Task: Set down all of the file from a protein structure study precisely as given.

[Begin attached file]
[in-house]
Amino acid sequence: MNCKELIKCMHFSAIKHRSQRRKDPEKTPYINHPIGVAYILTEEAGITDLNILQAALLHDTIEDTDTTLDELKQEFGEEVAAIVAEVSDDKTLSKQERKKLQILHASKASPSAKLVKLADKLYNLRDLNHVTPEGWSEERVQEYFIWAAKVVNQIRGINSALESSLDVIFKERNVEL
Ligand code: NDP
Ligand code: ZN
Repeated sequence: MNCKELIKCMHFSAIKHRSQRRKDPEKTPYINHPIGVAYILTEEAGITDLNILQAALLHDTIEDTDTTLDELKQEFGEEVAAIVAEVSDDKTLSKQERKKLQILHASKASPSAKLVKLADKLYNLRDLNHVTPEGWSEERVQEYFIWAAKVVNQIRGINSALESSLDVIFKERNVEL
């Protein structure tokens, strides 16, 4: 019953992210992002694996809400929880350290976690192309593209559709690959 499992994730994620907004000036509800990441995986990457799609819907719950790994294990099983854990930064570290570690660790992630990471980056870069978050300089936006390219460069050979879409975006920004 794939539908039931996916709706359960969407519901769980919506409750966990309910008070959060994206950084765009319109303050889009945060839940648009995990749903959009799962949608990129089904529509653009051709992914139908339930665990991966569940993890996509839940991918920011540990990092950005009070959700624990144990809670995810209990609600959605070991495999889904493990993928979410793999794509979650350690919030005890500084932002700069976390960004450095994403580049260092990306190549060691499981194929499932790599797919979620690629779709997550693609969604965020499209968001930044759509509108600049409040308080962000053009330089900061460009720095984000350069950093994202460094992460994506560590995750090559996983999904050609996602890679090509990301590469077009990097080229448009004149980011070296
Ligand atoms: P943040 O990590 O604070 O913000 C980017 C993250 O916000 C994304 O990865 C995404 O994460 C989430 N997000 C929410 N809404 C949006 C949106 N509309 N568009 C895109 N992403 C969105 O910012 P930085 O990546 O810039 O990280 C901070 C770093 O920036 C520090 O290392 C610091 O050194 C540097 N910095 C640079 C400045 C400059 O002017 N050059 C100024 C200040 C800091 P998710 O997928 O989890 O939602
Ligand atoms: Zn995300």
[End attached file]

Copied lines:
[in-house]
Amino acid sequence: MNCKELIKCMHFSAIKHRSQRRKDPEKTPYINHPIGVAYILTEEAGITDLNILQAALLHDTIEDTDTTLDELKQEFGEEVAAIVAEVSDDKTLSKQERKKLQILHASKASPSAKLVKLADKLYNLRDLNHVTPEGWSEERVQEYFIWAAKVVNQIRGINSALESSLDVIFKERNVEL
Ligand code: NDP
Ligand code: ZN
Repeated sequence: MNCKELIKCMHFSAIKHRSQRRKDPEKTPYINHPIGVAYILTEEAGITDLNILQAALLHDTIEDTDTTLDELKQEFGEEVAAIVAEVSDDKTLSKQERKKLQILHASKASPSAKLVKLADKLYNLRDLNHVTPEGWSEERVQEYFIWAAKVVNQIRGINSALESSLDVIFKERNVEL
């Protein structure tokens, strides 16, 4: 019953992210992002694996809400929880350290976690192309593209559709690959 499992994730994620907004000036509800990441995986990457799609819907719950790994294990099983854990930064570290570690660790992630990471980056870069978050300089936006390219460069050979879409975006920004 794939539908039931996916709706359960969407519901769980919506409750966990309910008070959060994206950084765009319109303050889009945060839940648009995990749903959009799962949608990129089904529509653009051709992914139908339930665990991966569940993890996509839940991918920011540990990092950005009070959700624990144990809670995810209990609600959605070991495999889904493990993928979410793999794509979650350690919030005890500084932002700069976390960004450095994403580049260092990306190549060691499981194929499932790599797919979620690629779709997550693609969604965020499209968001930044759509509108600049409040308080962000053009330089900061460009720095984000350069950093994202460094992460994506560590995750090559996983999904050609996602890679090509990301590469077009990097080229448009004149980011070296
Ligand atoms: P943040 O990590 O604070 O913000 C980017 C993250 O916000 C994304 O990865 C995404 O994460 C989430 N997000 C929410 N809404 C949006 C949106 N509309 N568009 C895109 N992403 C969105 O910012 P930085 O990546 O810039 O990280 C901070 C770093 O920036 C520090 O290392 C610091 O050194 C540097 N910095 C640079 C400045 C400059 O002017 N050059 C100024 C200040 C800091 P998710 O997928 O989890 O939602
Ligand atoms: Zn995300």